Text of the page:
RCT finds no efficacy for L-theanine as an adjunct treatment for anxiety symptoms

The prescription of nutraceuticals is often based on theory and pre-clinical evidence (in-vivo or in-vitro) that a substance might behave in a particular way. However, we don’t know if something works on living humans with a specific condition until we conduct clinical trials and observational studies. The following result from a recent clinical trial is an example of the clinical efficacy not aligning with the pre-clinical evidence.

In their recent double-blind placebo-controlled trial, Professor Jerome Sarris and colleagues found that adjunctive L-theanine compared to placebo had no improvement in anxiety symptoms nor insomnia severity in people with a diagnosis of generalised anxiety disorder (GAD). But, they also found that participants reported greater self-reported sleep satisfaction, which is a clinically meaningful outcome for people with GAD that needs further research.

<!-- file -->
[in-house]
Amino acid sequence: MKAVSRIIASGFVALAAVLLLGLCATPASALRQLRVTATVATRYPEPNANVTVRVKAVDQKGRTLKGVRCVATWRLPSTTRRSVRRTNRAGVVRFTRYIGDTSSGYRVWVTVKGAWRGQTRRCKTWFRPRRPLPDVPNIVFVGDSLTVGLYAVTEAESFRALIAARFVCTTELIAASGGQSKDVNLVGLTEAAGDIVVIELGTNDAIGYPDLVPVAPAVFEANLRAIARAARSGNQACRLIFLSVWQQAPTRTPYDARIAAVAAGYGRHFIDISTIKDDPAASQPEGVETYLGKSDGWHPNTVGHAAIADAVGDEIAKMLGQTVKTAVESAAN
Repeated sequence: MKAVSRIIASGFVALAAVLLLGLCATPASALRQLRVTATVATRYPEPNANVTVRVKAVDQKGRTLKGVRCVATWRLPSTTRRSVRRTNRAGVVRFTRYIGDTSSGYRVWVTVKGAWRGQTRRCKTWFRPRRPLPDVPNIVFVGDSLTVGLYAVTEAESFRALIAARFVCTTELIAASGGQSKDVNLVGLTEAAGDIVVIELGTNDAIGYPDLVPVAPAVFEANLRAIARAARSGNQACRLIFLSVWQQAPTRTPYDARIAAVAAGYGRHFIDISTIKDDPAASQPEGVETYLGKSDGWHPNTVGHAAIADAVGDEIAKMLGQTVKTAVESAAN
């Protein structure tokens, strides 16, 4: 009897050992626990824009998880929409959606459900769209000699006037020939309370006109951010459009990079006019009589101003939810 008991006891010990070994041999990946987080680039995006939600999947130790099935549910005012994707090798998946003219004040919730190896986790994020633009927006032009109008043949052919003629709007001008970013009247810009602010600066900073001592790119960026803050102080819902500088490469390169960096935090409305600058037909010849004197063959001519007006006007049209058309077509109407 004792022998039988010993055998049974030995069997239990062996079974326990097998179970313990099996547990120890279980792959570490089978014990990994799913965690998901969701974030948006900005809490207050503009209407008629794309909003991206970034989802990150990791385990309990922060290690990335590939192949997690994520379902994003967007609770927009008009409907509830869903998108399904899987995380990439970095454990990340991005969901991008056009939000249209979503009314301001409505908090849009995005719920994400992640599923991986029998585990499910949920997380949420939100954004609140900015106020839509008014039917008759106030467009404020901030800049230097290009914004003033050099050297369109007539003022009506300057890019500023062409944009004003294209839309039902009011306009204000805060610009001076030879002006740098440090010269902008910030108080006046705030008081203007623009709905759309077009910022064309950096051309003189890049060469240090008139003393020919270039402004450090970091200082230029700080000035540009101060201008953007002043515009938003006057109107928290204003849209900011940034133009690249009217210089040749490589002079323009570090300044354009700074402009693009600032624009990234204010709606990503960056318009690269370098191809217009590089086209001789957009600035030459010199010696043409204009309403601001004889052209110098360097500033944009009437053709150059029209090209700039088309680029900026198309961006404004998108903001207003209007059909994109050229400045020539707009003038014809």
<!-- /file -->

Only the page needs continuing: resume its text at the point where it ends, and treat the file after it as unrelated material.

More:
It’s still too early to draw definitive conclusions on the effect of L-theanine on anxiety symptoms, more research needs to be done to verify the results of this study.

You can read the study L-Theanine in the Adjunctive Treatment of Generalised Anxiety Disorder: A Double-Blind, Randomised, Placebo-Controlled Trial in the Journal of Psychiatric Research.

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